We recently interviewed Jose Bonilla on how he uses Fedora. This is part of a series on the Fedora Magazine. The series profiles Fedora users and how they use Fedora to get things done. Contact us on the feedback form to express your interest in becoming a interviewee.
Who is Jose Bonilla?
Jose Bonilla is a database programmer and an adjunct mathematics instructor by day. By night, Jose likes to draw comic book characters and anime. Bonilla’s childhood interest in comic books came as no surprise, but his choice of heroes did. “My heroes would be Darkwing Duck and Spider-Man.” He continued, “Two of the most flawed characters ever, who also use heroism to overcome their weakness.”
Bonilla’s favorite food is yellow rice and beans with chicken. The Matrix and Back to the Future are his two favorite movies. In his spare time, Jose likes to game, draw and tinker with things. He values patience, fairness, kindness, knowledge and humor.
Jose initially switched from Windows 7 to Elementary OS, but has been using Fedora since Fedora 22. He switched to Linux out of a desire to expand his skills in new areas. Linux offered an untapped wealth of knowledge. He has made progress at work with open source since converting to Fedora. “I have been able to implement a number of open source initiatives at work, such as Gitlab and Observium,” said Bonilla.
Bonilla first got involved in the Fedora community when he was studying for the RHCSA (Red Hat Certified System Administrator) exam. He felt using Fedora was the best way to prepare for the exam. “One criteria I use when choosing any open sourced software is to examine the community.” Jose looks at the number of users, forums, blog posts, and issue resolution all as part of the community. The Fedora community exceeds all his expectations.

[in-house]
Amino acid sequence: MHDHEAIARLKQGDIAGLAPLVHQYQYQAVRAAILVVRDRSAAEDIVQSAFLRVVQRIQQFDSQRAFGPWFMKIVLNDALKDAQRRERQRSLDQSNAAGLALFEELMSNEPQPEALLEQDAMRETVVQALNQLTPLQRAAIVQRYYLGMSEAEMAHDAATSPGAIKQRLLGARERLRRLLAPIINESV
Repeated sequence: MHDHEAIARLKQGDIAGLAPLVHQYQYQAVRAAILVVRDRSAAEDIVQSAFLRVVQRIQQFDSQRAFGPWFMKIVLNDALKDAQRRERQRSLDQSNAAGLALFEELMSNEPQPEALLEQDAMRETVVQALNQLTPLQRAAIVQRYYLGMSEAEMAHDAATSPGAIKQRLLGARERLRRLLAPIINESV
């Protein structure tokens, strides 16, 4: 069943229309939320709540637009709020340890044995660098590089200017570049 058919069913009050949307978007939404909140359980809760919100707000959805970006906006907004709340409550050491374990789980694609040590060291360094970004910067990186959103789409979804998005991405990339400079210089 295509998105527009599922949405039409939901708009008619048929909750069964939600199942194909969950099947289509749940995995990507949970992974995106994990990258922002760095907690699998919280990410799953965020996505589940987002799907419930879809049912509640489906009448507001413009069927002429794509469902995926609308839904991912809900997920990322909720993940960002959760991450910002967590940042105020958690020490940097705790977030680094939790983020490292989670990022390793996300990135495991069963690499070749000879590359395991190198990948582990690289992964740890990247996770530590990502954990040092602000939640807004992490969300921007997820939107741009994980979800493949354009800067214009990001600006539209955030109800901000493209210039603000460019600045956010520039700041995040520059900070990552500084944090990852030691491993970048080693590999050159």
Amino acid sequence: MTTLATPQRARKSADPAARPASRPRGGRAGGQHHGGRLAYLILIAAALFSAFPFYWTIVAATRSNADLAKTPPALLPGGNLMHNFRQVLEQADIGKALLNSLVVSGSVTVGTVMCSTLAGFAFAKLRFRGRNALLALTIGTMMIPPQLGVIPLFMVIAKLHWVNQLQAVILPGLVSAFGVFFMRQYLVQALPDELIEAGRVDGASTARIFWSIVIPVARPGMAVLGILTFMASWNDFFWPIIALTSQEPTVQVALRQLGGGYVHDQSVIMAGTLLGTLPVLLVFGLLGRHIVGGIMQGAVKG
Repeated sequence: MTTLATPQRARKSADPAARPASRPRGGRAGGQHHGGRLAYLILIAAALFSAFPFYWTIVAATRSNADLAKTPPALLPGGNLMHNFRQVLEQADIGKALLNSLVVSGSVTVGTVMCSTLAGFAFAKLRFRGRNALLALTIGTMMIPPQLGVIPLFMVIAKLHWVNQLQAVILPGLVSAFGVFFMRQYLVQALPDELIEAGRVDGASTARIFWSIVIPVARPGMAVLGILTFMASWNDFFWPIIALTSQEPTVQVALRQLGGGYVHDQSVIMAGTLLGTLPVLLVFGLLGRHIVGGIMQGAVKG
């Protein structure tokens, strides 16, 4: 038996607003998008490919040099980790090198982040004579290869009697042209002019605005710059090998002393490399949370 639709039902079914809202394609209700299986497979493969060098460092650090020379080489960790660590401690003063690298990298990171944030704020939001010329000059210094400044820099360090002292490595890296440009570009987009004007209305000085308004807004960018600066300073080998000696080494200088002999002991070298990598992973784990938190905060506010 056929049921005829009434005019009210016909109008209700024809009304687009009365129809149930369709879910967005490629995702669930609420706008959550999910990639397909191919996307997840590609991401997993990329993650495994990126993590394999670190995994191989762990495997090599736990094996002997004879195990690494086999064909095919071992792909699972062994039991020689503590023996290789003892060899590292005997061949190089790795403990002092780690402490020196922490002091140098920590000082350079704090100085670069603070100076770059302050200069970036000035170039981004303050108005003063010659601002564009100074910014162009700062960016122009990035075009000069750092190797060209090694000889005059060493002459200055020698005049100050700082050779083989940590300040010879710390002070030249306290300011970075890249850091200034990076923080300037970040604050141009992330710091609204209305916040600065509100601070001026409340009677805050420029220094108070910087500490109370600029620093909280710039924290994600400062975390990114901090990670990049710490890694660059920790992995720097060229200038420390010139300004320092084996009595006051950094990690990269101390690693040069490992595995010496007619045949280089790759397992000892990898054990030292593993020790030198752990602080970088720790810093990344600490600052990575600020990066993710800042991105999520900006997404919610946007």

Jose would like to see more development of Cockpit. “I feel that web-based server administration tools are the future and perhaps the gateway for new interest in Linux administration.” Bonilla did not credit any single person for influencing his decision to contribute to Fedora. It was a “multitude of people and their stances,” he said. Bonilla commented that his “goal is to convince people, by example, that open source projects such as the Fedora Project are important and viable solutions to anyone’s computing needs.”
When asked about metaphors, Bonilla compared open source software to a supermarket:
“Supermarket vs. restaurant meals can be much like open source vs. closed source. When you order food from a restaurant, you typically are provided with everything you need to enjoy your meal, including the service. But when your meal isn’t to your liking, you are prohibited from entering the kitchen and changing things for yourself. Whereas with supermarket shopping, you are free to create the type of meal you want. You can create the meal to your liking by following a recipe and the recipe can be thought of as the source code for the meal. While more effort and skill are needed, the outcome is more enjoyable and less expensive.”
What hardware and software?
Bonilla’s primary workstation is an OptiPlex 7040 with an Intel Core i7 with 16GB of RAM and a 256GB SSD drive. He also uses a Precision 5510 to run a Fedora Server in an LXC configuration on Proxmox. When Jose needs to connect to a remote machine, he uses Remmina for both his SSH and RDP sessions.
As an instructor, he makes use of a 128GB USB 3.0 flash drive with Fedora 24 installed. The flash drive is loaded with all the software he needs to give lectures. It is paired with a Wacom Intuos 3 graphics tablet and projector. When asked about the setup, Jose said, “I was surprised how everything just worked with the projector and graphics tablet. No further installation or configuration needed.” To create lectures he uses LibreOffice and exports the final copies to PDF. Xournal is then used to open the PDF documents. Annotations are made using the Wacom tablet. When the lecture is done, he emails the annotated PDF documents to his students. “I can be more mobile than if I had to carry a laptop or tablet with me. It’s a rather seamless process.”